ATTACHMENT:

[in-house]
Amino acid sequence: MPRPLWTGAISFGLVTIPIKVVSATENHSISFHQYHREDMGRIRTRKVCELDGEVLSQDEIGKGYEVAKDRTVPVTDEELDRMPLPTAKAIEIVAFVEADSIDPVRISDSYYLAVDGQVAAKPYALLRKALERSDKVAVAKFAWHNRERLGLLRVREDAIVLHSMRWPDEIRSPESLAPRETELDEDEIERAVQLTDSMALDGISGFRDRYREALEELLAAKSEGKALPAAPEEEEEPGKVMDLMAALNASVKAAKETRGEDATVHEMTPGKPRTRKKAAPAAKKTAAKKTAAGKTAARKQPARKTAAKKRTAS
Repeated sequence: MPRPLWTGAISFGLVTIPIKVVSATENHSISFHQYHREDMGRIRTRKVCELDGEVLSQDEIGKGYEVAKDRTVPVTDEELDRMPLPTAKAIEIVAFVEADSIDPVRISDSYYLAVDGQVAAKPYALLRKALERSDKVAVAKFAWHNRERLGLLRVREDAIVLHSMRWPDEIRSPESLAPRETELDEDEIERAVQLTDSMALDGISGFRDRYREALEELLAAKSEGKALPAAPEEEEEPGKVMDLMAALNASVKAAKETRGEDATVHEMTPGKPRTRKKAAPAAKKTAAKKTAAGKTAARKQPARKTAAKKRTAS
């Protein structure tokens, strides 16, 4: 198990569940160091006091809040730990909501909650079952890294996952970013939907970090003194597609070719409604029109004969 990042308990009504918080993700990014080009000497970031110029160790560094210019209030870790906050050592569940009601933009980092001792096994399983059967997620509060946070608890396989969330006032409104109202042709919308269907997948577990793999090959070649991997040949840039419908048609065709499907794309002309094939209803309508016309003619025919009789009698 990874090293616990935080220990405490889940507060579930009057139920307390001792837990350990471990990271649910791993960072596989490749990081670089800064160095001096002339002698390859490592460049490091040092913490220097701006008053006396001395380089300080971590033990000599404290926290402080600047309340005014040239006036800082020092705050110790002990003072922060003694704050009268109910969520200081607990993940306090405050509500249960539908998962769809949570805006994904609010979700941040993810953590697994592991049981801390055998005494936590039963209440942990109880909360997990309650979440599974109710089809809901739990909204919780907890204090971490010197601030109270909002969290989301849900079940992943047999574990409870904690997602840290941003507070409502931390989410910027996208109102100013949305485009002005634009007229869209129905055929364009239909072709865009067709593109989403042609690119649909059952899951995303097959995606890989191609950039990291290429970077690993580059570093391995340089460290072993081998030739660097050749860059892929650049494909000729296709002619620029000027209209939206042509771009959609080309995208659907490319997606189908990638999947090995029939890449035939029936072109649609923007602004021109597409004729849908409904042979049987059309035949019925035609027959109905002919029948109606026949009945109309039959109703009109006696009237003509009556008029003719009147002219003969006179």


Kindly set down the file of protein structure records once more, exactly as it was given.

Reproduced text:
[in-house]
Amino acid sequence: MPRPLWTGAISFGLVTIPIKVVSATENHSISFHQYHREDMGRIRTRKVCELDGEVLSQDEIGKGYEVAKDRTVPVTDEELDRMPLPTAKAIEIVAFVEADSIDPVRISDSYYLAVDGQVAAKPYALLRKALERSDKVAVAKFAWHNRERLGLLRVREDAIVLHSMRWPDEIRSPESLAPRETELDEDEIERAVQLTDSMALDGISGFRDRYREALEELLAAKSEGKALPAAPEEEEEPGKVMDLMAALNASVKAAKETRGEDATVHEMTPGKPRTRKKAAPAAKKTAAKKTAAGKTAARKQPARKTAAKKRTAS
Repeated sequence: MPRPLWTGAISFGLVTIPIKVVSATENHSISFHQYHREDMGRIRTRKVCELDGEVLSQDEIGKGYEVAKDRTVPVTDEELDRMPLPTAKAIEIVAFVEADSIDPVRISDSYYLAVDGQVAAKPYALLRKALERSDKVAVAKFAWHNRERLGLLRVREDAIVLHSMRWPDEIRSPESLAPRETELDEDEIERAVQLTDSMALDGISGFRDRYREALEELLAAKSEGKALPAAPEEEEEPGKVMDLMAALNASVKAAKETRGEDATVHEMTPGKPRTRKKAAPAAKKTAAKKTAAGKTAARKQPARKTAAKKRTAS
């Protein structure tokens, strides 16, 4: 198990569940160091006091809040730990909501909650079952890294996952970013939907970090003194597609070719409604029109004969 990042308990009504918080993700990014080009000497970031110029160790560094210019209030870790906050050592569940009601933009980092001792096994399983059967997620509060946070608890396989969330006032409104109202042709919308269907997948577990793999090959070649991997040949840039419908048609065709499907794309002309094939209803309508016309003619025919009789009698 990874090293616990935080220990405490889940507060579930009057139920307390001792837990350990471990990271649910791993960072596989490749990081670089800064160095001096002339002698390859490592460049490091040092913490220097701006008053006396001395380089300080971590033990000599404290926290402080600047309340005014040239006036800082020092705050110790002990003072922060003694704050009268109910969520200081607990993940306090405050509500249960539908998962769809949570805006994904609010979700941040993810953590697994592991049981801390055998005494936590039963209440942990109880909360997990309650979440599974109710089809809901739990909204919780907890204090971490010197601030109270909002969290989301849900079940992943047999574990409870904690997602840290941003507070409502931390989410910027996208109102100013949305485009002005634009007229869209129905055929364009239909072709865009067709593109989403042609690119649909059952899951995303097959995606890989191609950039990291290429970077690993580059570093391995340089460290072993081998030739660097050749860059892929650049494909000729296709002619620029000027209209939206042509771009959609080309995208659907490319997606189908990638999947090995029939890449035939029936072109649609923007602004021109597409004729849908409904042979049987059309035949019925035609027959109905002919029948109606026949009945109309039959109703009109006696009237003509009556008029003719009147002219003969006179």